Before anything else, I apologize to my email subscribers who received a strange one sentence email saying only: “I read The Battle of the Labyrinth” a few hours ago. Like WHAT??? Uhhh good for you Marie!? You were confused, I was embarrassed, it was bad. REAL BAD. So here’s to no more accidents pushing the “publish” button before I’ve got a paragraph written up… May it last long!
★ ★ ★ ★
Percy Jackson isn’t expecting freshman orientation to be any fun. But when a mysterious mortal acquaintance appears at his potential new school, followed by demon cheerleaders, things quickly move from bad to worse.
In this fourth installment of the blockbuster series, time is running out as war between the Olympians and the evil Titan lord Kronos draws near. Even the safe haven of Camp Half-Blood grows more vulnerable by the minute as Kronos’s army prepares to invade its once impenetrable borders. To stop the invasion, Percy and his demigod friends must set out on a quest through the Labyrinth—a sprawling underground world with stunning surprises at every turn.
“Don’t feel bad. I’m usually about to die.”
I read The Battle of the Labyrinth in part before Heartless and in part after. To be honest, it didn’t capture my attention in the first half and that’s why I put it aside to move on to Heartless. (Awful, I know.) But when I finally got back around to it, I was pleased to find that the next half was so different.
I enjoyed the mounting complexity and action in this installment of the Percy Jackson series. The character arcs are coming together and it’s so cool to see them all intertwine! I’m particularly enjoying Nico di Angelo’s arc, but hey, we all have our favorites. ;)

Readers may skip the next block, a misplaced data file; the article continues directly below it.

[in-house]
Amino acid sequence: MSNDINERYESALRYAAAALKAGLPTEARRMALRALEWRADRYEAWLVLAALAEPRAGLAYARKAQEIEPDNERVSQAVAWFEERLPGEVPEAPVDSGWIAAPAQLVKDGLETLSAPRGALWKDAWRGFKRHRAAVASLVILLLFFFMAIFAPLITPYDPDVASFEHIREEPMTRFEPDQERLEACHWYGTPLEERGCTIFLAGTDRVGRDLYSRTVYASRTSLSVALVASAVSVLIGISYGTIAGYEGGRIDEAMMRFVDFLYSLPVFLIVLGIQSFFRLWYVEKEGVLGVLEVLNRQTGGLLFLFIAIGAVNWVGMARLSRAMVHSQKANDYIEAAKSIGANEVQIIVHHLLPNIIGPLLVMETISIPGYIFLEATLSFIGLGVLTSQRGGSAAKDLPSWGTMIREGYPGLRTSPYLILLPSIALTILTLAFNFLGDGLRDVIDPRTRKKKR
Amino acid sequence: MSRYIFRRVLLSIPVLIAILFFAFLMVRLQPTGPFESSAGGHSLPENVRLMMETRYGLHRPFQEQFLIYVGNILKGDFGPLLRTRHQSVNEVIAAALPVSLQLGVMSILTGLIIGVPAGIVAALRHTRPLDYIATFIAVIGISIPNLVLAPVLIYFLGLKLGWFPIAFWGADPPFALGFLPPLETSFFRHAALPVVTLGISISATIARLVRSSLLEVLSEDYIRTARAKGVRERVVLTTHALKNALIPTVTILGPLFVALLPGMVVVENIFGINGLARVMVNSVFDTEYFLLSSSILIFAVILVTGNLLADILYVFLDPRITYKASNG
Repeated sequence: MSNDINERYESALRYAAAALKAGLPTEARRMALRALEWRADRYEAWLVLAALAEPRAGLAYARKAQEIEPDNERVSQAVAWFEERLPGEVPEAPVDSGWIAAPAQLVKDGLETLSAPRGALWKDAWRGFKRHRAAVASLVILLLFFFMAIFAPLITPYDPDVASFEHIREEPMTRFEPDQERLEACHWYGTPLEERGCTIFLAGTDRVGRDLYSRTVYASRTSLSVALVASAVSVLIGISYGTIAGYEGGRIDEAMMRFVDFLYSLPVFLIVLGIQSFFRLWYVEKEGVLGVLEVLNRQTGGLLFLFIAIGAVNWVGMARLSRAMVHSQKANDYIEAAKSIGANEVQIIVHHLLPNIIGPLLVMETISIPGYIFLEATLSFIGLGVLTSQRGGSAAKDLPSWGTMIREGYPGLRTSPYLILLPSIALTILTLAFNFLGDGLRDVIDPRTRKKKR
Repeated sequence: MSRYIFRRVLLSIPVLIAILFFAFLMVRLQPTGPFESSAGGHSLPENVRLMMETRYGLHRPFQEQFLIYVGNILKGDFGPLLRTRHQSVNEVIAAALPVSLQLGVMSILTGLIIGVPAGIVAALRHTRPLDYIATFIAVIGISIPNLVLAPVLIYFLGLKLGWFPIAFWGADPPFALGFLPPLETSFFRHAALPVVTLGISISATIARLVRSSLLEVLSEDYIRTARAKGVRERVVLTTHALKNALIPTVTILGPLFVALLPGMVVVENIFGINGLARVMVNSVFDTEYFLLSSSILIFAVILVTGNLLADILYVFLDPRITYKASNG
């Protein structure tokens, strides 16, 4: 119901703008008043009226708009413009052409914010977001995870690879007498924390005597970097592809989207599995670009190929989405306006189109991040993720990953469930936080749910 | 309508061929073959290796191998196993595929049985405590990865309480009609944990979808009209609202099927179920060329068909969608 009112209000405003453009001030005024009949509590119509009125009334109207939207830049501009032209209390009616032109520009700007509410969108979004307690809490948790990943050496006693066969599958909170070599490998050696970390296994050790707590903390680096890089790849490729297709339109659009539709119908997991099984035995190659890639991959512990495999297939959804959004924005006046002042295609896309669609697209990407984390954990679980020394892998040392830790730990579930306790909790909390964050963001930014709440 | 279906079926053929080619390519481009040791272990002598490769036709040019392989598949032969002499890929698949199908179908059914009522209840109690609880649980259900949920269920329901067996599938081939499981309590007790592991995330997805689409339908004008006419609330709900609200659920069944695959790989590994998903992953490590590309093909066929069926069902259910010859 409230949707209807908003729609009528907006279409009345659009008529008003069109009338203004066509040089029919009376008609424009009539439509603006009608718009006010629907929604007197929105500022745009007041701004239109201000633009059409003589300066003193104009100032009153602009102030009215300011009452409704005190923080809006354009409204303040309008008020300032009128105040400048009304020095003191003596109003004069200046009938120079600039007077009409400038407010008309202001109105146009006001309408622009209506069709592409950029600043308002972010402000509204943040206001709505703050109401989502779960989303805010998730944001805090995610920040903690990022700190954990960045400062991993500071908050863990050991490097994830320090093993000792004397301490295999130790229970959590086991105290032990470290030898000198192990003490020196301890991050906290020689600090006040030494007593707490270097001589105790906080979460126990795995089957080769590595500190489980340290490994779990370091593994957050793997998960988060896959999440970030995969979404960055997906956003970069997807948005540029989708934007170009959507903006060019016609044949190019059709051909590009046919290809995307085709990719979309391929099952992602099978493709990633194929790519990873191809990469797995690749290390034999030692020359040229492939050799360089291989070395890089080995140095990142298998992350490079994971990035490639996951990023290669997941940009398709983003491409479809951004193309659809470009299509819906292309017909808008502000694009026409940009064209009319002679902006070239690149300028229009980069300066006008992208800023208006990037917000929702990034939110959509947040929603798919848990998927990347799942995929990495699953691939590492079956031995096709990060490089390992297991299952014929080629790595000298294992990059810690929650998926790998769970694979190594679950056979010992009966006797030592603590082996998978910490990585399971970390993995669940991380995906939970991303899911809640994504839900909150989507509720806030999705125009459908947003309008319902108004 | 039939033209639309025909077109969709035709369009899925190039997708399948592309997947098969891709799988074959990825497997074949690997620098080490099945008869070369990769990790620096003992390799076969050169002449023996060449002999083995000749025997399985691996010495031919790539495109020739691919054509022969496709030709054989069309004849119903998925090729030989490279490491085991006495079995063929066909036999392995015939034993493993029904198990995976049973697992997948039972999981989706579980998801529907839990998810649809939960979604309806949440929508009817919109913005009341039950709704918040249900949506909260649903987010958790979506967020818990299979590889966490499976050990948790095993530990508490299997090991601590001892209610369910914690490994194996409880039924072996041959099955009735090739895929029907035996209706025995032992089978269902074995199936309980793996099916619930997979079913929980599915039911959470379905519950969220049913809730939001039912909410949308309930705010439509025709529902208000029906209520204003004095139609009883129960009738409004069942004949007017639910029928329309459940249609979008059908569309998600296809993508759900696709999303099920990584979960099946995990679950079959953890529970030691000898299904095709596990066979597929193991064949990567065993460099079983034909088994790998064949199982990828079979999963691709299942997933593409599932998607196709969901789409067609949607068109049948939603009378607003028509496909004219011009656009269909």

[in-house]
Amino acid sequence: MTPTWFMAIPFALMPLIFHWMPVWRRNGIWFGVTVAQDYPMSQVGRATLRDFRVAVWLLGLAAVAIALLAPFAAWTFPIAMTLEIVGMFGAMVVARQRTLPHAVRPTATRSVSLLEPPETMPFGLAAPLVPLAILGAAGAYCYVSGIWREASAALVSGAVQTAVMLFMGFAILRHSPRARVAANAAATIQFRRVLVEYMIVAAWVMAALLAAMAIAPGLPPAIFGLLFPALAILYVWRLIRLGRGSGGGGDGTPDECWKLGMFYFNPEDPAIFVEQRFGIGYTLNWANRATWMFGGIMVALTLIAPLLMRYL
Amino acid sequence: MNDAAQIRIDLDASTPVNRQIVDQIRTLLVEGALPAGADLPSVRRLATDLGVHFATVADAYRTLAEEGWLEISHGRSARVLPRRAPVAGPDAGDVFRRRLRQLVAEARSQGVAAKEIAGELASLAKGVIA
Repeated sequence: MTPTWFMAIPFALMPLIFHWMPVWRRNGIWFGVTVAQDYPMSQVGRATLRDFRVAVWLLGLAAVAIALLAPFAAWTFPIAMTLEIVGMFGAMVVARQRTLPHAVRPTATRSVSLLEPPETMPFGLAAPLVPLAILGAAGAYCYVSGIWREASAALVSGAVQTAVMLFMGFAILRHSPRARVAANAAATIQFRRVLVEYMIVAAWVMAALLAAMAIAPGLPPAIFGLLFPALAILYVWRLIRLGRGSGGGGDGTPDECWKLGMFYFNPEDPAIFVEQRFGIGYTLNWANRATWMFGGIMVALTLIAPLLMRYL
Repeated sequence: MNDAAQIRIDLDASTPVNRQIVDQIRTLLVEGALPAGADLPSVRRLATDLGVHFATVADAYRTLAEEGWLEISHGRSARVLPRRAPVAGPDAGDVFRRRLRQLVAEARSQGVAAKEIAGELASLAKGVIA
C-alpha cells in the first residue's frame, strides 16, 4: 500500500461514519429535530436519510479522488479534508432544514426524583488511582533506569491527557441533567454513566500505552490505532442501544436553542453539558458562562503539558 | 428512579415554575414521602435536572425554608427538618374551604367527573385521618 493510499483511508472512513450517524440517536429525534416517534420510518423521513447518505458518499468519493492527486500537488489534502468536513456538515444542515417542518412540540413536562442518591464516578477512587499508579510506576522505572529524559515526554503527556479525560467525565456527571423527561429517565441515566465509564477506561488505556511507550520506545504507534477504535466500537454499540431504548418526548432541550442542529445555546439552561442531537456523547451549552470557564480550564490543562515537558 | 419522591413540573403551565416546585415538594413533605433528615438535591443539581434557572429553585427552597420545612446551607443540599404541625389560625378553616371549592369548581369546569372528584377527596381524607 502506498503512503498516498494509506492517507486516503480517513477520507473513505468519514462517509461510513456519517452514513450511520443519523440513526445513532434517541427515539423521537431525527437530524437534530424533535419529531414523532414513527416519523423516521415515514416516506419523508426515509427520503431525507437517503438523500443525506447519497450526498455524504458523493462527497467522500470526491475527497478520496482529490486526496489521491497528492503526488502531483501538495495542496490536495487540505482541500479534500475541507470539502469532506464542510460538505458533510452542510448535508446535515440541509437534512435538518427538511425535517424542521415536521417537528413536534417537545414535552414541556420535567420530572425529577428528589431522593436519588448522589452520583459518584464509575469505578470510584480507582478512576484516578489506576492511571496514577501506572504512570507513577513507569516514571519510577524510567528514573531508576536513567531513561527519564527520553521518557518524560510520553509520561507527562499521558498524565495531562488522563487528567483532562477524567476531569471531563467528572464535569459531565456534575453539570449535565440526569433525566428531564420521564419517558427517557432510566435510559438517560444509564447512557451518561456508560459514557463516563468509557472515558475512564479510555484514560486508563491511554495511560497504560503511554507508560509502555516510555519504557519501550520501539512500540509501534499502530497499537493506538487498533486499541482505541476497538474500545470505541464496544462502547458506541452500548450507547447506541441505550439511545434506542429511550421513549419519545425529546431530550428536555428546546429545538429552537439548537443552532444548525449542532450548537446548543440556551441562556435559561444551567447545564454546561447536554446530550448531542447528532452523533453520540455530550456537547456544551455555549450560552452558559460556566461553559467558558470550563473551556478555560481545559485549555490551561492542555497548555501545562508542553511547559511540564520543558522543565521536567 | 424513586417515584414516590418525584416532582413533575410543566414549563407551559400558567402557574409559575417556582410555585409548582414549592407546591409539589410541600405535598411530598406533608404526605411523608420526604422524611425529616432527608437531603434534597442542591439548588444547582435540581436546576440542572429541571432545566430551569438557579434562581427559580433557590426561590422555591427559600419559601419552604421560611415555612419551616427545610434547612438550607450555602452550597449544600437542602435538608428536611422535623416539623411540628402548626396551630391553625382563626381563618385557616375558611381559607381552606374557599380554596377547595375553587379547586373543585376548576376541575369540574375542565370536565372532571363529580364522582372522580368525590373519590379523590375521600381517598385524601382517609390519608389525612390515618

Riordan’s writing style is still sassy as ever, and sometimes I really do wish he’d lay off and get serious. But overall, I could get past it and enjoy the story. It just feels dry and lacking sometimes because of it, though it never misses out on humor.
As for the plot of this story, though, it outshines all the others. There is more of a sense of meaning and purpose here and higher stakes. It felt like an adventure I wanted to be on, in a way. There were a few plot twists I didn’t see coming, which I really loved. It wasn’t extremely thrilling, but it was so, so enjoyable.
As for other elements of the story such as worldbuilding and dialogue, they remain the same as they’ve been throughout the series. Not disappointing, but not entirely incredible ether.
I was impressed with the ending of The Battle of the Labyrinth, the touch of emotion that’s been added, and the overall feel that it’s gotten personal. I have high expectations for the next book, as I can honestly say I truly enjoyed The Battle of the Labyrinth. I’m excited for what’s ahead.
I’ve covered the series’ worldbuilding in the past, and I’m not going to repeat a lot of it, because it’s much of the same. The world doesn’t feel distinct or focused on much. It feels thrown together a little haphazardly, but that’s fine. It doesn’t take away from the story. (Unless you’re a worldbuilding snob like me. Otherwise you should be fine.)
But to end on a good note, I loved the growth in Rick Riordan’s writing here. There was a little more weight to it, which I appreciated. There’s more of a sense of what’s at stake here than in the previous books, and there was a little more drive. That’s not to say it loses it’s trademark sarcasm; Riordan remains ever the sass master. There’s just a better balance between gravity and humor. Very well done, if I do say so myself.
So what now? Here’s my final thoughts…
The Battle of the Labyrinth was a pleasant sequel in the Percy Jackson series, even if it wasn’t all too thrilling. I enjoyed the introduction of new threads that I can’t wait to see tie together. I’m looking forward to continuing the series!
Is it okay for me to read?
Language • • • • •
Violence • • • • •
Characters fight monsters and in a battle some minor characters die and many are injured.
Sensuality • • • • •
Substances • • • • •
For more about my content ratings and what they mean, click here.